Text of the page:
>>> Am 07.10.2019 um 10:21 schrieb Mario Juric:
>>>> Hi Peter,
>>>> 
>>>> I have a script that is executed without any seeders for performance reasons,
and we don’t need the seeded annotations in that case. I have an issue involving annotation
elements that partially cover the rule elements of interest, and I do not have a simple solution
for it, so I have a question about the match semantics. Let me explain it using a simple example
and the text ‘cat dog cat’.
>>>> 
>>>> Assume the following 4 annotation types and 2 rule statements:
>>>> 
>>>> DECLARE Covering;
>>>> DECLARE Cat;
>>>> DECLARE Dog;
>>>> DECLARE CHASE;
>>>> Cat Dog { -> MARK(CHASE)};
>>>> Dog Cat { -> MARK(CHASE)};
>>>> Assume prior to script execution the following annotations with beginnings
and endings:
>>>> 
>>>> Cat[0,3[
>>>> Dog[4,7[
>>>> Cat[8,11[
>>>> Covering[0,8[
>>>> 
>>>> The Covering annotation is an example of the disturbing element that I observed,
which has nothing or little to do with what I am trying to match. It just happens to be there
for a reason unrelated to these rules, but it causes the second rule not to match when I expected
it. Only the first rule fires, but the second will also fire when I change Covering bounds
to [0,7[ though.
>>>> 
>>>> The order in which elements are matched seems very different from how they
are usually selected from the CAS index, where you would get 'Covering Cat Dog Cat’, and
with this order you would intuitvely expect both rules to match. This would probably be overly
simplified though, since I would not be able to match adjacent covering annotations this way,
so I believe matching is somehow based on edge detection. Sill, I have difficulties to understand
why that extra covering space makes a difference.
>>>> 
>>>> I was hoping you could provide me with some details, and I also like to know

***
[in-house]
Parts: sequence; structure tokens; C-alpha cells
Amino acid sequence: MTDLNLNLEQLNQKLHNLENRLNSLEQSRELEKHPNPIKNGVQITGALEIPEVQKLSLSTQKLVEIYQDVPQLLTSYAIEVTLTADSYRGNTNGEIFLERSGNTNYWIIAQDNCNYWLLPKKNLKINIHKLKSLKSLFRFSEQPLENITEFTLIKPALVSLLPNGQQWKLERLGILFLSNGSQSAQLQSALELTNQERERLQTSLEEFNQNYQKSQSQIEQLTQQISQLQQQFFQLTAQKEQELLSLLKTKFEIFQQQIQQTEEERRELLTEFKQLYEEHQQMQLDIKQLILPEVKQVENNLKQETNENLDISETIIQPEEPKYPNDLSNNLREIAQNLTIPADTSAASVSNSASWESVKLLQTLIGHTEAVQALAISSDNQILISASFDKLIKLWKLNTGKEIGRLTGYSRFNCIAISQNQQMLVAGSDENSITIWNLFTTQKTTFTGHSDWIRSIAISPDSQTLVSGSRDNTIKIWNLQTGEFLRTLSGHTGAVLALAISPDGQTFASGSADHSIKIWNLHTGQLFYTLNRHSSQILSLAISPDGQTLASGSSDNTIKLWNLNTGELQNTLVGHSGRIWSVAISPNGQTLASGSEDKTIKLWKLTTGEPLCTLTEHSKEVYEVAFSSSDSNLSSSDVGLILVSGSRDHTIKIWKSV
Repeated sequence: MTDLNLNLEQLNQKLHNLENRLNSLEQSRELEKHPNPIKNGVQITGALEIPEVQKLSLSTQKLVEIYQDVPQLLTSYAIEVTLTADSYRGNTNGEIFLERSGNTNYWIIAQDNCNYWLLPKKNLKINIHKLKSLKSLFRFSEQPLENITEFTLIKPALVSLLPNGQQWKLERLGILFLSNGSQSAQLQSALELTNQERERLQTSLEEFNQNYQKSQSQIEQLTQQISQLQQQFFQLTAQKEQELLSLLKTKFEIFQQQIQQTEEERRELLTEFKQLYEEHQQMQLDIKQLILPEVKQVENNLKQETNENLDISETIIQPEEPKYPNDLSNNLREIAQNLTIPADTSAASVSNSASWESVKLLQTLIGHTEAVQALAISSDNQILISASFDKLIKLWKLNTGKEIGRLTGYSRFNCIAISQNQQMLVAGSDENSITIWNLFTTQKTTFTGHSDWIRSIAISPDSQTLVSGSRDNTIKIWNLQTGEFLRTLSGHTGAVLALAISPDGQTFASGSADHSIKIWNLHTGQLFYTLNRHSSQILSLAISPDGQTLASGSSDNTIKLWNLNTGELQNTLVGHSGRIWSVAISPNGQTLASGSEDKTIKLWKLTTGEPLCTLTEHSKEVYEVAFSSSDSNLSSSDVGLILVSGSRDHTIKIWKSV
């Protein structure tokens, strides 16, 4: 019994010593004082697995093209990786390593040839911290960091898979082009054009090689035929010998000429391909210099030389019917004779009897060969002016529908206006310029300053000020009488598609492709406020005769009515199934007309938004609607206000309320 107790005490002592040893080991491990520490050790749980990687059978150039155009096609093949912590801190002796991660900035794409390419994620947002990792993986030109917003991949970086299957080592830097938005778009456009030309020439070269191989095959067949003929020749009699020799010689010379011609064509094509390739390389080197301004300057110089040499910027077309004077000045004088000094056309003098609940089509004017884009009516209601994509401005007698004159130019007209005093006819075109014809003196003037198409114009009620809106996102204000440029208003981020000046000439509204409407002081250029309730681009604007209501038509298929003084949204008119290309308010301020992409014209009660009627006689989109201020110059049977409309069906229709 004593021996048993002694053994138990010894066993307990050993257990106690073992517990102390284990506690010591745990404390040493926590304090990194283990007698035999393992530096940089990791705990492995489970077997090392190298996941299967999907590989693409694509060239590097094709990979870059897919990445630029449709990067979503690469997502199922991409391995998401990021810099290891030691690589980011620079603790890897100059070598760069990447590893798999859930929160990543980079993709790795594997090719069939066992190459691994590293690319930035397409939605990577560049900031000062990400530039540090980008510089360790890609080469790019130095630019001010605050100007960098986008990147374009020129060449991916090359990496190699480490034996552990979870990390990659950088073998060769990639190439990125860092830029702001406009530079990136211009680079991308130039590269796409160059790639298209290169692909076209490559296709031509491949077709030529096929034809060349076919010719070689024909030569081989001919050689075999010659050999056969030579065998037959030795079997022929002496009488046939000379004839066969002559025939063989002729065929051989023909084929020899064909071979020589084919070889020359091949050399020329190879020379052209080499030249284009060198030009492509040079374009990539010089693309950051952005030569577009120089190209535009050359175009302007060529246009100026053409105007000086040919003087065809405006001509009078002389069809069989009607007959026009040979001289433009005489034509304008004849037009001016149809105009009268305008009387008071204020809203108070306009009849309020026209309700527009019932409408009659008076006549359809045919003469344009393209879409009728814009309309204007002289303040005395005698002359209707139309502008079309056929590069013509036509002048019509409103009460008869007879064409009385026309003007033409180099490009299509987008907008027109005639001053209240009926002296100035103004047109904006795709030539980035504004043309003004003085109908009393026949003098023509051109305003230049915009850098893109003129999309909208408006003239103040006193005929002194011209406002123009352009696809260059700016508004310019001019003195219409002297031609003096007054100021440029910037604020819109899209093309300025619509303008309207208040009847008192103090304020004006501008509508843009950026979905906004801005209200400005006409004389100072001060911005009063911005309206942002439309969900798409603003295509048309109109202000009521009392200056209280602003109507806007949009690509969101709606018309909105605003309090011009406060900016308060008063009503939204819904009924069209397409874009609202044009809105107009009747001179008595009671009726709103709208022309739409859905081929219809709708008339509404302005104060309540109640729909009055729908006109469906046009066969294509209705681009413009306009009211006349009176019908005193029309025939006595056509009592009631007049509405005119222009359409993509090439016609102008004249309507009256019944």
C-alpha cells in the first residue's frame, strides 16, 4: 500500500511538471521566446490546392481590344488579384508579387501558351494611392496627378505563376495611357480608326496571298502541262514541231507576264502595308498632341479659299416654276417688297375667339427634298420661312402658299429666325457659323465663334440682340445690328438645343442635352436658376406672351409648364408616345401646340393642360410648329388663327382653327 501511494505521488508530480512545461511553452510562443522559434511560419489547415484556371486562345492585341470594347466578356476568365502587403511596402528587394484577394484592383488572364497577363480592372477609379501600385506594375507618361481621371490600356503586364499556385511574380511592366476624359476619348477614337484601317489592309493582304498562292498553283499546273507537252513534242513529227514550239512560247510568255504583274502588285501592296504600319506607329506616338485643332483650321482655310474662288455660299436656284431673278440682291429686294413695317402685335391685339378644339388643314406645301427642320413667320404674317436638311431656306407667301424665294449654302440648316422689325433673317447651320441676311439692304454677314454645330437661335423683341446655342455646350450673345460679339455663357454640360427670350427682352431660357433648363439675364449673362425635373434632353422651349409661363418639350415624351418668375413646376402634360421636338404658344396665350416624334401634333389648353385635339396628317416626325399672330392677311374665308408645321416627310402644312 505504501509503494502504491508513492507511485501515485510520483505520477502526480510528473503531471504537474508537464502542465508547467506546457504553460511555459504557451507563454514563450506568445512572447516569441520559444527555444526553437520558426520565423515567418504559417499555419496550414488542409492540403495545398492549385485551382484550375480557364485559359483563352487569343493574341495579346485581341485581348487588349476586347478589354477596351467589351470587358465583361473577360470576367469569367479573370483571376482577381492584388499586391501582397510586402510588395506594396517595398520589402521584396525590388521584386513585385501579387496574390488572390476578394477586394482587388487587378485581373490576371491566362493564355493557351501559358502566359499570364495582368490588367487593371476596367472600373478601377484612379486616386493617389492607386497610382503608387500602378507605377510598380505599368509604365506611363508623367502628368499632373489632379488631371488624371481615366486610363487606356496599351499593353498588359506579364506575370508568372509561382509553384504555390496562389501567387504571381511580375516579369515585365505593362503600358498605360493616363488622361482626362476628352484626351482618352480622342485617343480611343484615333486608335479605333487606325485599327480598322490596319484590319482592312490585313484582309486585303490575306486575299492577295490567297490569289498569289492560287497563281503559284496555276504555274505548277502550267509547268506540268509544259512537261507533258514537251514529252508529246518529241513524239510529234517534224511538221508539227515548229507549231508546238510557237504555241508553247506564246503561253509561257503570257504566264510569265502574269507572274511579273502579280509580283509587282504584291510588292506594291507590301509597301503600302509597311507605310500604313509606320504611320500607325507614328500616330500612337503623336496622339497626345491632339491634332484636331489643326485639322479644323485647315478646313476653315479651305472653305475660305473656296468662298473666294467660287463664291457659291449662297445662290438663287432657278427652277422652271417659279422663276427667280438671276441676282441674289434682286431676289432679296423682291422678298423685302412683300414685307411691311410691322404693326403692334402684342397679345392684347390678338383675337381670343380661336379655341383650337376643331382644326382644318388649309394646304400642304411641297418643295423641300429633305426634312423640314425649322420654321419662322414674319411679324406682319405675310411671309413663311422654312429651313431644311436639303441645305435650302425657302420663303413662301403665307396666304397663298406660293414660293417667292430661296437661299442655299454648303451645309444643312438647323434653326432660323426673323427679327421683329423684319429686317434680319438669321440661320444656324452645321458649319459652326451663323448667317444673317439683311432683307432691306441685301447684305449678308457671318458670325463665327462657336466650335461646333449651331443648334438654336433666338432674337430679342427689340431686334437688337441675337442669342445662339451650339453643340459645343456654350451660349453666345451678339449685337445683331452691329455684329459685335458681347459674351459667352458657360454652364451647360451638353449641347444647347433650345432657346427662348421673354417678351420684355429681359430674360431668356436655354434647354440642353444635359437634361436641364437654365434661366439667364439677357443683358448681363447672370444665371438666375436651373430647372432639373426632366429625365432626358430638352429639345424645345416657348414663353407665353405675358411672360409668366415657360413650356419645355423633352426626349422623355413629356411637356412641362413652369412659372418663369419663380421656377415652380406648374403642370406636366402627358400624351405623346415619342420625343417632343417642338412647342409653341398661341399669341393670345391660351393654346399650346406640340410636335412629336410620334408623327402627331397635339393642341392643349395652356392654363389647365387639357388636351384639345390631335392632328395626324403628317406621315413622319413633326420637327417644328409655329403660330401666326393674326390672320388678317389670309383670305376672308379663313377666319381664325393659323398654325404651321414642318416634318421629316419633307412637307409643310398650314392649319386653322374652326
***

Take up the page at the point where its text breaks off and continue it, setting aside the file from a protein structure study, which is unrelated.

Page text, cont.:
what possible workaround options I have. I was considering playing around with type filtering,
but it would require a bit of adding/removing types to be filtered during the script, so it
didn’t seem as the simplest solution. Ensuring that covering always aligns with the end
of a token is another possibility in this particular case, but I still need to add general
robustness to the Ruta script against these scenarios. Any feedback is mostly appreciated,
thanks :)
>>>> 
>>>> Cheers,
>>>> Mario
>>>> 
>>>> 
>>>> 
>>>> 
>>>> 
>>>> 
>>>> 
>>>> 
>>>> 
>>>> 
>>> -- 
>>> Dr. Peter Klügl
>>> R&D Text Mining/Machine Learning
>>> 
>>> Averbis GmbH
>>> Salzstr. 15
>>> 79098 Freiburg
>>> Germany
>>> 
>>> Fon: +49 761 708 394 0
>>> Fax: +49 761 708 394 10
>>> Email: peter.kluegl@averbis.com
>>> Web: https://averbis.com
>>> 
>>> Headquarters: Freiburg im Breisgau
>>> Register Court: Amtsgericht Freiburg im Breisgau, HRB 701080
>>> Managing Directors: Dr. med. Philipp Daumke, Dr. Kornél Markó
>>> 
>> 
> -- 
> Dr. Peter Klügl
> R&D Text Mining/Machine Learning
> 
> Averbis GmbH
> Salzstr. 15
> 79098 Freiburg
> Germany
> 
> Fon: +49 761 708 394 0
> Fax: +49 761 708 394 10
> Email: peter.kluegl@averbis.com <mailto:peter.kluegl@averbis.com>
> Web: https://averbis.com <https://averbis.com/>
> 
> Headquarters: Freiburg im Breisgau
> Register Court: Amtsgericht Freiburg im Breisgau, HRB 701080
> Managing Directors: Dr. med. Philipp Daumke, Dr. Kornél Markó